At 30, Sania Mirza is a beacon of hope for female athletes in India


“As long as I am winning, people shouldn't care whether my skirt is six inches long or six feet long.”

These words, spoken by a woman who is an icon to the millions trying to make way in India, hit hard, particularly because of the girth of reality to it. Women have always had to face many challenges in sports, ones that don’t quite extend to their male counterparts, especially when it comes to ‘moral policing’. From the kind of outfit the female athlete has on to who she spends time with off court, every single aspect is monitored by the ruthless media and self-proclaimed conservative groups in the Indian society.

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Sania Mirza has had to face a sea of outlandish slurs. She has even being at the receiving end of a fatwa at the impressionable age of 18 for wearing a dress that, according to the group of Muslim clerics who issued it, didn’t “leave much to the imagination”. But if there is anything that Sania is known for, it is her resilience both on and off court. And much like she would in the midst of a heated game, she thrashed this opinion far outside the court of morality.

For a young girl born into a middle-class Muslim family in the orthodox city of Old Hyderabad, picking up a tennis racket and asserting a will to turn that passion into a profession was almost unheard of. Relatives, friends and neighbours would scoff at the Mirzas for investing so much time and money into their daughter’s sports training because they all considered it as a “passing fancy”. However, when Sania’s father, Imran, was called by her coach to witness the debut of the athletic finesse of his young daughter, the former wasted no time and enrolled her in a series of the local tournaments.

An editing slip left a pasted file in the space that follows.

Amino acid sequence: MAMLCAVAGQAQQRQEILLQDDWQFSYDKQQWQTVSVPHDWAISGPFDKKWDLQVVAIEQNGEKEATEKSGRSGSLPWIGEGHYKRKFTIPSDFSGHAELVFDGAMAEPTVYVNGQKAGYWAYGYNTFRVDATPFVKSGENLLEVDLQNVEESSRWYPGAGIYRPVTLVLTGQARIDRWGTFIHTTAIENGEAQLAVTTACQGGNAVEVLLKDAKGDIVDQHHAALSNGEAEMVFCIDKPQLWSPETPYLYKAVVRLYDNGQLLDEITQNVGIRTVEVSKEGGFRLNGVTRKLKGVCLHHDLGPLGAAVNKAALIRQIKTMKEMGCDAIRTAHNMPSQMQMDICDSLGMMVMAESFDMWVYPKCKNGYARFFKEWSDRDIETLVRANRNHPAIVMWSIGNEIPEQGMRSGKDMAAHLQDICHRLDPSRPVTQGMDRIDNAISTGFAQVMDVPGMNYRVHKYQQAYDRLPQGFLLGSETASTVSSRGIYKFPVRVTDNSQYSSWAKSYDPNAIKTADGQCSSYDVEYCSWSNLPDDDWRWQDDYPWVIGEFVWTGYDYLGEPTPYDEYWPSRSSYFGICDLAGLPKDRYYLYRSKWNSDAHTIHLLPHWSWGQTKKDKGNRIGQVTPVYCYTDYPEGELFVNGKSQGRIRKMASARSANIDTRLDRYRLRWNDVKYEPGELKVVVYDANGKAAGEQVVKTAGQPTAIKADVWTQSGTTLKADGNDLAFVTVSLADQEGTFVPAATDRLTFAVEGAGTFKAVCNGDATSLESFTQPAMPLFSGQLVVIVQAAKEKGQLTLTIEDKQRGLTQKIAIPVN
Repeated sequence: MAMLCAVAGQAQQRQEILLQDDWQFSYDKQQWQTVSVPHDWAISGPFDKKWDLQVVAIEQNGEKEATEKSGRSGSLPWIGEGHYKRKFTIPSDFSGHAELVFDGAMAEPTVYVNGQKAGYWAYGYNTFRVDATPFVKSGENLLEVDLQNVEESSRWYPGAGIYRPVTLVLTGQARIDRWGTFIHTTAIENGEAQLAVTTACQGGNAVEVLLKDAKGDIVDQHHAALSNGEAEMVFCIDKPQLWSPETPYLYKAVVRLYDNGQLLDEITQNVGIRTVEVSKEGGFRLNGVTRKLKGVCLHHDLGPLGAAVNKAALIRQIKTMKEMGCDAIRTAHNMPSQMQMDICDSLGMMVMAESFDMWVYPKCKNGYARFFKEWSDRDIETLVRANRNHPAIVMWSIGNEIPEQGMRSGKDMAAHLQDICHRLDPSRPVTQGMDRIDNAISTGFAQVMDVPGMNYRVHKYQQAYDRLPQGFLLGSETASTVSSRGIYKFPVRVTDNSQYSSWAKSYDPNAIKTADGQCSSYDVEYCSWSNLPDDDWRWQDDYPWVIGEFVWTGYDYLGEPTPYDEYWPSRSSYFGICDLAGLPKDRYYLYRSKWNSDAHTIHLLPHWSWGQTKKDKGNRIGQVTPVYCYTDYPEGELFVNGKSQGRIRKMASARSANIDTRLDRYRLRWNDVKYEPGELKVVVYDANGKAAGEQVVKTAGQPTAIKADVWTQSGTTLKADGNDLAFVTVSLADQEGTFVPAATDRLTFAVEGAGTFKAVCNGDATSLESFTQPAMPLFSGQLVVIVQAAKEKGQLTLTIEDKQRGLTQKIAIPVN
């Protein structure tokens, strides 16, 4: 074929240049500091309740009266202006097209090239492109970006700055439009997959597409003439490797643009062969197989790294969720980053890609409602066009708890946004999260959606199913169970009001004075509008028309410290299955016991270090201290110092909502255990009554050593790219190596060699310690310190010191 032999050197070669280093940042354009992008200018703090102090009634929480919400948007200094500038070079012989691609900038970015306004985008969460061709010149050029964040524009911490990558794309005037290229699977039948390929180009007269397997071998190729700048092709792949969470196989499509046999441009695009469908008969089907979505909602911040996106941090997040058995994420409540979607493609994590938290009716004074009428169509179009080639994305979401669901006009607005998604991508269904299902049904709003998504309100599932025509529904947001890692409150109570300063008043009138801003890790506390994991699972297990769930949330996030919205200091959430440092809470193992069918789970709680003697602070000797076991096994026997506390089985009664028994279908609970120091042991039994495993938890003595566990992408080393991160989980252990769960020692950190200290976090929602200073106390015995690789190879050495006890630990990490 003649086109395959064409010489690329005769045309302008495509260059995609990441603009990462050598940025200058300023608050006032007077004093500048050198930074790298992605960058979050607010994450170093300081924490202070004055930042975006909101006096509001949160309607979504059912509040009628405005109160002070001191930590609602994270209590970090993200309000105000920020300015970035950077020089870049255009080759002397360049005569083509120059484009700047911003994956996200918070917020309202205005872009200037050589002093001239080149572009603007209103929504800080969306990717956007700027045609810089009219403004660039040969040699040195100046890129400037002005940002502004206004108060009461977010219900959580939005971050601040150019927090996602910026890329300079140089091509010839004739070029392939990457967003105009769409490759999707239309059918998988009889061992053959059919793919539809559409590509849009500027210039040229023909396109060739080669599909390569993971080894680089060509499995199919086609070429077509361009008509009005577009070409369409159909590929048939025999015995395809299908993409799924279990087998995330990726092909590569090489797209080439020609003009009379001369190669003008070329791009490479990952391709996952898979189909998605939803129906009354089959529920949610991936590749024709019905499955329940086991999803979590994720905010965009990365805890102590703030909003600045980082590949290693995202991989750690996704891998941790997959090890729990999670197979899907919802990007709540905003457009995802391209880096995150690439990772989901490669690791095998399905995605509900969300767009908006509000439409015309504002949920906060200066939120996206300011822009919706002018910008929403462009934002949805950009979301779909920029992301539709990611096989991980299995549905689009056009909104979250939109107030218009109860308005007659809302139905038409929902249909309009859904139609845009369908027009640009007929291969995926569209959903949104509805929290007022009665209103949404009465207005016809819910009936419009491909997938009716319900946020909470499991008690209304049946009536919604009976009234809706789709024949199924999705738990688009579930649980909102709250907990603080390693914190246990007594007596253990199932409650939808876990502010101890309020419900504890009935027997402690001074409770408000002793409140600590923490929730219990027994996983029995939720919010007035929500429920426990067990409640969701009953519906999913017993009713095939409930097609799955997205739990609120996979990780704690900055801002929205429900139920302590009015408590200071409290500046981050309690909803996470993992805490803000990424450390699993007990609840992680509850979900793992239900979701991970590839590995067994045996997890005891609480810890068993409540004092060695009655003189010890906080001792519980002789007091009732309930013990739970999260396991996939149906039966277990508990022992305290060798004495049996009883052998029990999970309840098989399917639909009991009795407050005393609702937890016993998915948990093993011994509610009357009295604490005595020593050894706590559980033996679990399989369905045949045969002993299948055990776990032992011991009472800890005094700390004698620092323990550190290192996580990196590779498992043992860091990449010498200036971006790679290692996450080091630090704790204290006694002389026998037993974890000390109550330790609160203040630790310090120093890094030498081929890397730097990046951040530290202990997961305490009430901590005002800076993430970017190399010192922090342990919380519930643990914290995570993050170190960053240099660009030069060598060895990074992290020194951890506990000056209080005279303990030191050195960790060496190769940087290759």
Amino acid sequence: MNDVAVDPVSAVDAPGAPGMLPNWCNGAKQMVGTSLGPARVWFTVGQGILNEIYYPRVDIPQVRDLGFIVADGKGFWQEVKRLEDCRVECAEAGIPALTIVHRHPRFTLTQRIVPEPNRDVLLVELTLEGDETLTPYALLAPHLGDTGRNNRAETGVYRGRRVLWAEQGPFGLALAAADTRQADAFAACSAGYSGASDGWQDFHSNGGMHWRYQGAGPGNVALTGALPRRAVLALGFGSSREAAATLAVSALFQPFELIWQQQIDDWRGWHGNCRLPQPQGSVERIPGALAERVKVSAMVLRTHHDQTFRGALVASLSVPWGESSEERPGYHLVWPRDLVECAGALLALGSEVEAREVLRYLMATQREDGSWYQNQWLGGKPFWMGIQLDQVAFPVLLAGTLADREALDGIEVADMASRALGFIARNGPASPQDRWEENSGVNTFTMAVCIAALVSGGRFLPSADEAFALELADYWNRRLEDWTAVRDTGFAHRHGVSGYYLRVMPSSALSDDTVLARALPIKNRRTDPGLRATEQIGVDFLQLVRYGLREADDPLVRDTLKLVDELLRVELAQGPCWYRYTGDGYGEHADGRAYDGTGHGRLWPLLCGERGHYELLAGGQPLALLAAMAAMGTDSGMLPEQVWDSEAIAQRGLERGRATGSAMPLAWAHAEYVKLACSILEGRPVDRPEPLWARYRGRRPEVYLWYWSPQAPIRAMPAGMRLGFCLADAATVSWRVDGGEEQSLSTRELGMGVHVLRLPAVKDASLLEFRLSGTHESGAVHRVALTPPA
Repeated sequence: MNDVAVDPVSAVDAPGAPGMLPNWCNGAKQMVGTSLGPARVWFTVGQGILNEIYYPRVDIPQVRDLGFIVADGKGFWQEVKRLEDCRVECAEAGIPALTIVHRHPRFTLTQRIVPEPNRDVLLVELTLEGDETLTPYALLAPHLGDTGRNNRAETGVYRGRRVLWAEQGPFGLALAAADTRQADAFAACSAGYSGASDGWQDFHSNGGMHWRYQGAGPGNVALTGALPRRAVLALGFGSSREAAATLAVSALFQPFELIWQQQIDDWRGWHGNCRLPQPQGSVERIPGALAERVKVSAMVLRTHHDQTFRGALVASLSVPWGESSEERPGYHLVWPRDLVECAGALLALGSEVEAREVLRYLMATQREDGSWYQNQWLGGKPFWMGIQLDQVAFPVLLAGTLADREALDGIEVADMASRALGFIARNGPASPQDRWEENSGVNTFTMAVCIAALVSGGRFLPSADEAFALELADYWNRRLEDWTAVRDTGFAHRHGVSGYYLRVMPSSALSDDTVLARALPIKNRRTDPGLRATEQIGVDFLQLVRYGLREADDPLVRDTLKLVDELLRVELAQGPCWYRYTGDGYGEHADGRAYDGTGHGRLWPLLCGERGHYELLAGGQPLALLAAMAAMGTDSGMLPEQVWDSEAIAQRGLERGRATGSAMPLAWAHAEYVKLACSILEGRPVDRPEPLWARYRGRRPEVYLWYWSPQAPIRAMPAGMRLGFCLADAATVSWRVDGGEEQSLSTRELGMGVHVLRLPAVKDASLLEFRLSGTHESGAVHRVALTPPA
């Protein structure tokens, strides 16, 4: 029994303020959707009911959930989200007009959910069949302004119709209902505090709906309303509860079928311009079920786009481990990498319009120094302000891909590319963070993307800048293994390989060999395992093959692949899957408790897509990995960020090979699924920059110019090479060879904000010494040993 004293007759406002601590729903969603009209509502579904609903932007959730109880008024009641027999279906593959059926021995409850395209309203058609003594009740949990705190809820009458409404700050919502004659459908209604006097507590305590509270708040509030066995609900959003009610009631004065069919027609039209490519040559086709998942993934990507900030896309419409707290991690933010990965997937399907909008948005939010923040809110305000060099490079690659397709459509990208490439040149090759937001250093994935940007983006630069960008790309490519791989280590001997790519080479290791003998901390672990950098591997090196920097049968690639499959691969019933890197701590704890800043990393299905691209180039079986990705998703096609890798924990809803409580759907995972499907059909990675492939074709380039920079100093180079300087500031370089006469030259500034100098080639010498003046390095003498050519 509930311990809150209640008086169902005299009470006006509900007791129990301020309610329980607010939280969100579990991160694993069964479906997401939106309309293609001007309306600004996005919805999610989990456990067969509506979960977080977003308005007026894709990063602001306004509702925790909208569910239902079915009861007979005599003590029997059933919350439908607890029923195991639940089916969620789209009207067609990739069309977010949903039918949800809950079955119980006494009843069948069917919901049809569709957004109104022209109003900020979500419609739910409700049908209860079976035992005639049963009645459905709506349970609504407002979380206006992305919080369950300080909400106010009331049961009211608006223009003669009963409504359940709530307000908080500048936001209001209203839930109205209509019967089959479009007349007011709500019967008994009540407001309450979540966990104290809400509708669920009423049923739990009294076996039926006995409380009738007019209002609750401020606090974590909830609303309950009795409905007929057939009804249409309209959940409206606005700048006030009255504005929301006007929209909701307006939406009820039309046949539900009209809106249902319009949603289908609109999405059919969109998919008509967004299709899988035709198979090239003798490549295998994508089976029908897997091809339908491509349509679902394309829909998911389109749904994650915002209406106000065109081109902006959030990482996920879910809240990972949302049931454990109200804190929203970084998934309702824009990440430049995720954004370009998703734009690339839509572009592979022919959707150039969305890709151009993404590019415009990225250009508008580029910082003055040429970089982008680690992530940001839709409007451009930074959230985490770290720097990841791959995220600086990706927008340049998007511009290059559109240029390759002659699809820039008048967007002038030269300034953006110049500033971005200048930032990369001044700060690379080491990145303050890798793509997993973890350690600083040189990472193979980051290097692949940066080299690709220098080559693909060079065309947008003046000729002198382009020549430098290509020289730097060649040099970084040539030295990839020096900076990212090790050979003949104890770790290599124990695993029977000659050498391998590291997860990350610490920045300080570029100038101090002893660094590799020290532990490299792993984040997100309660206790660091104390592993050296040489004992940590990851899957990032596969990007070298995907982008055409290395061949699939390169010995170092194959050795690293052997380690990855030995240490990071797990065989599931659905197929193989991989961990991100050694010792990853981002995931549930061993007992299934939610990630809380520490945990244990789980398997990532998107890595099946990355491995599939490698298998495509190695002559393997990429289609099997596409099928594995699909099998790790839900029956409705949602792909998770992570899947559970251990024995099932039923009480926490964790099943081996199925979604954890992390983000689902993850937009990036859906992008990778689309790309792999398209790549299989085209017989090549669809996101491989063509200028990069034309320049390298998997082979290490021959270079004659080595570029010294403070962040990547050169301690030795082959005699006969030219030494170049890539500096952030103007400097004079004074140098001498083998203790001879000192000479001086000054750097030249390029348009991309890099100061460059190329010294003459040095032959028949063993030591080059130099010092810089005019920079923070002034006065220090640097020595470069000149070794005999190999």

The father-daughter then worked out a schedule for her training hours to balance out her attendance in Nasr, a progressive all-girls private school. “Always in tracksuits, coming directly from practice straight to school!” said Nirmal Gandhi, a teacher at Nasr who taught Sania as a student told The New Yorker. Her bewilderment was justified at the time, considering this was a period where even female cricket hadn’t quite established itself in the country yet. Her big professional debut took place with the 2003 Wimbledon’s junior girls’ competition, where she played alongside Russia’s Alisa Kleybanova. The same year, she reached the semi-finals of the US Open Girls' Doubles with Sanaa Bhambri. When she returned home with her father, she was met with a mixed contingent of dignitaries and well-wishers for being one of the first female athletes to represent India on the international scale.

Soon enough, little girls across India were picking up tennis rackets with a new kind of determination. Back in the international sphere, Sania was combining forces with the fellow tennis player Martina Hingis and the duo won a series of doubles, earning the nickname of ‘SanTina’. Meanwhile, Sania became the first Indian woman to reach the fourth round of a Grand Slam tournament at the 2005 US Open, defeating Mashona Washington, Maria Elena Camerin and Marion Bartoli. Although she lost the cup to Maria Sharapova, her successful season had her named as the ‘WTA Newcomer of the Year’.